3. Strike the Right Tone

An example of an email communication from e.l.f. cosmetics

By this point, you’ve learned a lot about the customer segments that comprise your target audience. Now it’s time to put that knowledge to work creating advertisements, email marketing campaigns, web pages, social posts, and other marketing materials. You’ll need to strike the right tone across all of these materials.

Start by creating relevant content for each segment. Landing pages, advertisements, and other product pushes should all speak to something that matters to each segment — their values, how it eases a pain point, how it offers a great experience, or something else.

Remember that not all content has to push a product. You can build brand loyalty and customer engagement through content that is adjacent to your brand. For example, you could share memes or make funny posts using a style of humor that is popular among a particular segment. Or if you’re selling electronics to people who love owning the latest gadgets, you could share news they could be interested in, like current tech trends.

Even though you’ll be creating content tailored to a variety of segments, it’s crucial to keep your overall brand message consistent throughout. Few things make people more suspicious than mixed signals. You wouldn’t want to do something like market your product as an expensive luxury item to one segment, and a budget-friendly alternative to expensive products to a different segment.

What's an Example of a Personalization Strategy?

One of the best ways to learn is by example. Let’s examine some real-world personalization efforts in action.

1. Netflix

Grey's Anatomy in Netflix
Netflix creates a matching score based on personalized viewing information to recommend shows and movies a viewer may like

Netflix is a great example of personalized marketing because it uses several tactics to give viewers the shows they want, when they want them. First, Netflix analyzes user data, then uses that data to create personalized viewing recommendations that you’ll see each time you log in and browse for something to watch.

Netflix also uses algorithms to rank TV shows and movies against other media you’ve watched on the platform. This allows them to generate a match percentage — which you can see when you view the details for any show or movie. That match percentage is a measure of how much the programming matches other things you’ve watched and enjoyed. The closer it is to 100%, according to the algorithm, the more likely you are to enjoy it.

2. e.l.f.

Cosmetics from e.l.f.
Through a Jebbit quiz, e.l.f. is able to gain personalized information that leads to customized product recommendations.

The skincare industry is rife with pain points for various customer segments — not just particular skin concerns but also trouble finding the right shade or the skincare products to match unique needs. The market is also flooded with products that cost a fortune while offering minimal results.  A tiny $200 tub of moisturizer, anyone?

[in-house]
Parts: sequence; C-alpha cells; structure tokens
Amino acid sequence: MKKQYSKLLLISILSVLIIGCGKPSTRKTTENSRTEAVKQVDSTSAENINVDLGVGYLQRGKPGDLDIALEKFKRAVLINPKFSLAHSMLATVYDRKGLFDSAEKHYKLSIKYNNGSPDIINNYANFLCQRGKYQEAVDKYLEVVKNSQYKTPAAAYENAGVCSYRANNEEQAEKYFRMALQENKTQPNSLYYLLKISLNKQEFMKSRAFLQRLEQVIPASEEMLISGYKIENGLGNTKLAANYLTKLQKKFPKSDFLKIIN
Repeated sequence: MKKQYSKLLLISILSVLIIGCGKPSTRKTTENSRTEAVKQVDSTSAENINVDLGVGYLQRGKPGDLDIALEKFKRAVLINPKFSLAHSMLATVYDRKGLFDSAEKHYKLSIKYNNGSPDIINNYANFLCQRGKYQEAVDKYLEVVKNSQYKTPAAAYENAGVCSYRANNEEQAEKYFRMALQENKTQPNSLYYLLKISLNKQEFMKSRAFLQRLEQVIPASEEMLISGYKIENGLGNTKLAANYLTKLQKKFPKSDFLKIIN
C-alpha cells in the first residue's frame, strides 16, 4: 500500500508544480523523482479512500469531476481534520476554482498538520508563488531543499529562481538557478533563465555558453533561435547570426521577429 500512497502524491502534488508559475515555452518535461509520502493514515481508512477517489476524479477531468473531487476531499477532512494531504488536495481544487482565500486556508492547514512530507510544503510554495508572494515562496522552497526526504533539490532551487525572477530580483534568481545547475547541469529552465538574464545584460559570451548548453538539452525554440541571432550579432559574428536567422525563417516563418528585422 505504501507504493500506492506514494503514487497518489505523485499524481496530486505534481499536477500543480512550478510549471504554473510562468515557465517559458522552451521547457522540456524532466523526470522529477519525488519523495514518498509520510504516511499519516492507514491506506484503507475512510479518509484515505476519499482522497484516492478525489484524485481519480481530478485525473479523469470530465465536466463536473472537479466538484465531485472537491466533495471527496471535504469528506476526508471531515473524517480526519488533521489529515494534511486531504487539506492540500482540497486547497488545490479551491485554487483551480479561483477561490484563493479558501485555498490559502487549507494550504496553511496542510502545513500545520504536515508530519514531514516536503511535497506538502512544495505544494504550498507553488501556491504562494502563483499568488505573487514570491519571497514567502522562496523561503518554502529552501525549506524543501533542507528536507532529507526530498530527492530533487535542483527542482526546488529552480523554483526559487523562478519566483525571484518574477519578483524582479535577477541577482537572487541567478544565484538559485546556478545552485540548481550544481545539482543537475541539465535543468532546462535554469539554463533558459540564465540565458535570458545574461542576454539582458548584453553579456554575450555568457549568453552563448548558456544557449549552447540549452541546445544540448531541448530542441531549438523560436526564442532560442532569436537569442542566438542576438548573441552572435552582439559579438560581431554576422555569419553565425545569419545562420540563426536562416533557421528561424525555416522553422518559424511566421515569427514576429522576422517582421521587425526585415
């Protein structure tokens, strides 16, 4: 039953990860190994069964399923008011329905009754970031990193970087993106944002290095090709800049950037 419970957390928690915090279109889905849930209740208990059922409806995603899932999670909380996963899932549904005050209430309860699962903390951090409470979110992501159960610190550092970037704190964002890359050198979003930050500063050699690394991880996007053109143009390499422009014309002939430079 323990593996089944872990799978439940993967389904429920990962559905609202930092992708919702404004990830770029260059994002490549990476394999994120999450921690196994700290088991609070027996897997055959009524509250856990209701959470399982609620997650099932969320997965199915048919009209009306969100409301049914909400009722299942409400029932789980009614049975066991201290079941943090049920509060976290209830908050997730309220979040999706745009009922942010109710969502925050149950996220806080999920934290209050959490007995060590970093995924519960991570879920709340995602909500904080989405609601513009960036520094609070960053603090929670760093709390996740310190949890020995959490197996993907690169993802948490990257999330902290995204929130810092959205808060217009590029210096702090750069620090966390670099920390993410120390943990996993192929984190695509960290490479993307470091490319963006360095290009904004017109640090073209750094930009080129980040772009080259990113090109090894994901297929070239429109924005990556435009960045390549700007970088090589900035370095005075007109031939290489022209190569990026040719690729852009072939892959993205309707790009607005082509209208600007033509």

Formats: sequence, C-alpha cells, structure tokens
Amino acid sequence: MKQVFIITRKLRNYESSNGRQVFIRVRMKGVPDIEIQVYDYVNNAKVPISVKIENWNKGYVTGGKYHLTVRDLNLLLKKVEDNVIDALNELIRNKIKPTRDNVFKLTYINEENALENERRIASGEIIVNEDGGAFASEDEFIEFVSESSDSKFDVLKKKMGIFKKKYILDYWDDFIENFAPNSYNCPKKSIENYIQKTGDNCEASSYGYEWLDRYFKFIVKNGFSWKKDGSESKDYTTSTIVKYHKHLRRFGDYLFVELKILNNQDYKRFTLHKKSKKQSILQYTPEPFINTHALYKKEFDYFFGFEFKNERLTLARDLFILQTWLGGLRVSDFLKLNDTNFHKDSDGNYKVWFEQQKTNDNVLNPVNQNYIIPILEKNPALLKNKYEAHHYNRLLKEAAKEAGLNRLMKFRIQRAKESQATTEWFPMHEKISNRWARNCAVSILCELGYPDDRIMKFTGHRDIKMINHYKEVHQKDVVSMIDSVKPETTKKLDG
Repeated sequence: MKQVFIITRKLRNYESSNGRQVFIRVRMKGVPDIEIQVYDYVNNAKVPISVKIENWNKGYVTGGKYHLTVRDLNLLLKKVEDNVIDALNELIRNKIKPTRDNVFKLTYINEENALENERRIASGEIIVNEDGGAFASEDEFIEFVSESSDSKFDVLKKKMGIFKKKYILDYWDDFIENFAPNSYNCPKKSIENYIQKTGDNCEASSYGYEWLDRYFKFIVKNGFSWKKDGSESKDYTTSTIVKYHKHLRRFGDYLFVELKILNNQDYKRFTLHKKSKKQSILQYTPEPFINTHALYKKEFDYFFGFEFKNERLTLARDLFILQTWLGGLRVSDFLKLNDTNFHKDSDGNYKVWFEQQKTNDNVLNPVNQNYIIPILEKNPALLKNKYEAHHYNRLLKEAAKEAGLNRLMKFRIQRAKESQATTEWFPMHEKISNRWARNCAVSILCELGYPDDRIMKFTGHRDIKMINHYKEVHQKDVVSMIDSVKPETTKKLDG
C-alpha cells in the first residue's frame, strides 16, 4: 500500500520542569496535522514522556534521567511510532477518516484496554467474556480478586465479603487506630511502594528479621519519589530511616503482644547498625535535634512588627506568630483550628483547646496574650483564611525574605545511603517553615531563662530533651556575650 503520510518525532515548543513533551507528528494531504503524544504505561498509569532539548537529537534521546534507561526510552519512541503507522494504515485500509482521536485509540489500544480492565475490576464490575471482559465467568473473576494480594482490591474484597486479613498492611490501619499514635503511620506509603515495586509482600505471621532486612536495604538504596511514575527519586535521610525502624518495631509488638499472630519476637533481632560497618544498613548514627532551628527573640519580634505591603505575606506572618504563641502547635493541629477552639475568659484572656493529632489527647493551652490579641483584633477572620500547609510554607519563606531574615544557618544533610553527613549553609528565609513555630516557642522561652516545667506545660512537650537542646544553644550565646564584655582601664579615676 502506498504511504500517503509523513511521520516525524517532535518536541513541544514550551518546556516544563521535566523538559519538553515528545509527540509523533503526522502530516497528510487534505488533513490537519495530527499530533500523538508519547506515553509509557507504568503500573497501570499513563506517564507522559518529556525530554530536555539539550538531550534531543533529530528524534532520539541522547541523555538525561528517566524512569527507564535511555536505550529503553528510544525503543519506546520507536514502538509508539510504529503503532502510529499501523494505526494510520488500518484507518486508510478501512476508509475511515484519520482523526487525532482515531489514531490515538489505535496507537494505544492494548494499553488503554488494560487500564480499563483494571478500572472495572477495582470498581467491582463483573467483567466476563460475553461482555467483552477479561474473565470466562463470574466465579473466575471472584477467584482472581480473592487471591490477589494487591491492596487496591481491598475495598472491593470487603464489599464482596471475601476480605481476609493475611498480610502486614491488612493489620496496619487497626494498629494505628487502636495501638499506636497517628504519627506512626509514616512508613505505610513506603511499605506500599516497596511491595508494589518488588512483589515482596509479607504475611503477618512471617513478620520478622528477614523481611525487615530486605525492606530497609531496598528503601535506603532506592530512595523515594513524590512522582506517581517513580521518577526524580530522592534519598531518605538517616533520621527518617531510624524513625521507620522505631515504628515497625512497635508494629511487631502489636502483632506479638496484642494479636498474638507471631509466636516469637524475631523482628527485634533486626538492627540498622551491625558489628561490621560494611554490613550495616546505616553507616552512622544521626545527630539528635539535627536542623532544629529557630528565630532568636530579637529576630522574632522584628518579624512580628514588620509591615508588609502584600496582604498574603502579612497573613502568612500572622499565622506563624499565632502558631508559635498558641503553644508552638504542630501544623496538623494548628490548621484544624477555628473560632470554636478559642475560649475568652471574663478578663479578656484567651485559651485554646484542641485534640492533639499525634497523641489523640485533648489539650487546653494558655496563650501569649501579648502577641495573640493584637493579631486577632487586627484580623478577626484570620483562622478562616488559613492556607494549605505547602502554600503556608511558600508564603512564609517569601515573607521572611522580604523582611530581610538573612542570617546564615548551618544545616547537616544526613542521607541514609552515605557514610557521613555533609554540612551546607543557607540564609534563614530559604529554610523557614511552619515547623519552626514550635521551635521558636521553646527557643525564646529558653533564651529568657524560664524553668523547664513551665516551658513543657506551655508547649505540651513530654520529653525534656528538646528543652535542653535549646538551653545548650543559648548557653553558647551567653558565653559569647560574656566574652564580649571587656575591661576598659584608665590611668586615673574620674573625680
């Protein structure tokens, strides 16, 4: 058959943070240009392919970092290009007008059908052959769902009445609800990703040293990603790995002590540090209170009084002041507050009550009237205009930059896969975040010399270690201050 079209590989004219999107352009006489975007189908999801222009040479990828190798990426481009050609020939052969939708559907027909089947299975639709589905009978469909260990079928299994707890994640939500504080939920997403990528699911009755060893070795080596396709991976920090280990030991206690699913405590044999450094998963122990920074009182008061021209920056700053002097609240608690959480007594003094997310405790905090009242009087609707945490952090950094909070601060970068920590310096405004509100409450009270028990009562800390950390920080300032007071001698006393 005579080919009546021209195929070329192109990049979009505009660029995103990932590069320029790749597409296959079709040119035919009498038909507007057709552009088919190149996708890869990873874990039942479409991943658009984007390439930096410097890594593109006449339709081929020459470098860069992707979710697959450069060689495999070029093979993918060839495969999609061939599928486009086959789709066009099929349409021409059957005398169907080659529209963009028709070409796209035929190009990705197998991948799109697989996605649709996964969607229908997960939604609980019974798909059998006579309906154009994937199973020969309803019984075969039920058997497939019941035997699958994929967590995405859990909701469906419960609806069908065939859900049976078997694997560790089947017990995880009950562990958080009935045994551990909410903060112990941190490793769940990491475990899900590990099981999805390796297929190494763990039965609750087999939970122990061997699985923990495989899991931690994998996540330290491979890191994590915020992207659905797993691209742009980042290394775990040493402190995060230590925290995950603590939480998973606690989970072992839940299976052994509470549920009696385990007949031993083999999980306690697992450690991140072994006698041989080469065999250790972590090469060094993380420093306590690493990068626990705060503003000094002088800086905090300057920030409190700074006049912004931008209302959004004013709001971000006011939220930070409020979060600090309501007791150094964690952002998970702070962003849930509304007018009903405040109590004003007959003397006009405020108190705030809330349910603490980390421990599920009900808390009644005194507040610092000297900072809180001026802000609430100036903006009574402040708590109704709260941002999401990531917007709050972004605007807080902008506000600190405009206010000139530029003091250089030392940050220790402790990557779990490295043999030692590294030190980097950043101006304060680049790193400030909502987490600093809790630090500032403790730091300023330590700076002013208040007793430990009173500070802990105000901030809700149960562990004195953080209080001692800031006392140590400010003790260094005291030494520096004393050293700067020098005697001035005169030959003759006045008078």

Skincare and cosmetic brand e.l.f. has leveraged Jebbit to create an ingenious personalized marketing strategy that addresses these pain points. 

With Jebbit, e.l.f. has developed personalized content and product recommendations to suit individual needs and preferences. These personalized experiences have allowed e.l.f. to collect additional user data — and that has given them the ability to further refine their personalized marketing strategy. 

The end result? Increasing numbers of potential customers plus opportunities to market toward diverse new audiences who are interested in high-quality, yet budget-friendly skincare and cosmetics.

3. Coca-Cola

3 Coca-Cola bottles
An example of Coke bottles that were available during the Share a Coke campaign via Wikimedia Commons

Remember “Share a Coke?” If not, here’s the backstory: It was an incredibly simple and successful personalized marketing strategy based around one simple phrase. One of the big reasons why this campaign worked is that it harkened to a value nearly everyone has in common: Sharing something enjoyable with a loved one. The emotional appeal alone was enough to drive up customer loyalty and engagement substantially.

And the personalized aspect? While this campaign was running, you could buy a Coke with a name on it — your name, which helped people take ownership and get a deeper sense of engagement with the brand, or the name of someone special who you could share a Coke with.

Jumpstart Your Personalization Efforts with Jebbit

Ready to create personalized marketing experiences? You’re going to need help with data collection — and Jebbit has your back. In fact, you can follow along with 4 On Ramps to get the data you need and create those “golden” customer personas that will help you zero in on what matters most to your customers.

Learn more about Jebbit’s On Ramps, and book a demo of the platform.

Brittany Gulla
Director of Growth Marketing